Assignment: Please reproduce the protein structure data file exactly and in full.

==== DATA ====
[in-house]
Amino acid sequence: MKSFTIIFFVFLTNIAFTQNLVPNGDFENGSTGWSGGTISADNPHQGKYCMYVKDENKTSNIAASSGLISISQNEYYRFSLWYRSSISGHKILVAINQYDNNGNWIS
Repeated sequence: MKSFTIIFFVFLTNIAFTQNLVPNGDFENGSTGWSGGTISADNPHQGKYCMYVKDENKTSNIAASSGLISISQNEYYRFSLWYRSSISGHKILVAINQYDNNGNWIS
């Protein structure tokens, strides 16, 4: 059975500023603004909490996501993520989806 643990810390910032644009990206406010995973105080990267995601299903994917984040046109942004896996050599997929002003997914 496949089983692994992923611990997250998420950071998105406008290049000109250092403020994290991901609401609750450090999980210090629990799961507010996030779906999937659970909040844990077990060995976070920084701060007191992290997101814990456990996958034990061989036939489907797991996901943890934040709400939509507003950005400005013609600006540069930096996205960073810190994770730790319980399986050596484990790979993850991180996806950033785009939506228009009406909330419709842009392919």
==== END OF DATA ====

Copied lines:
[in-house]
Amino acid sequence: MKSFTIIFFVFLTNIAFTQNLVPNGDFENGSTGWSGGTISADNPHQGKYCMYVKDENKTSNIAASSGLISISQNEYYRFSLWYRSSISGHKILVAINQYDNNGNWIS
Repeated sequence: MKSFTIIFFVFLTNIAFTQNLVPNGDFENGSTGWSGGTISADNPHQGKYCMYVKDENKTSNIAASSGLISISQNEYYRFSLWYRSSISGHKILVAINQYDNNGNWIS
């Protein structure tokens, strides 16, 4: 059975500023603004909490996501993520989806 643990810390910032644009990206406010995973105080990267995601299903994917984040046109942004896996050599997929002003997914 496949089983692994992923611990997250998420950071998105406008290049000109250092403020994290991901609401609750450090999980210090629990799961507010996030779906999937659970909040844990077990060995976070920084701060007191992290997101814990456990996958034990061989036939489907797991996901943890934040709400939509507003950005400005013609600006540069930096996205960073810190994770730790319980399986050596484990790979993850991180996806950033785009939506228009009406909330419709842009392919």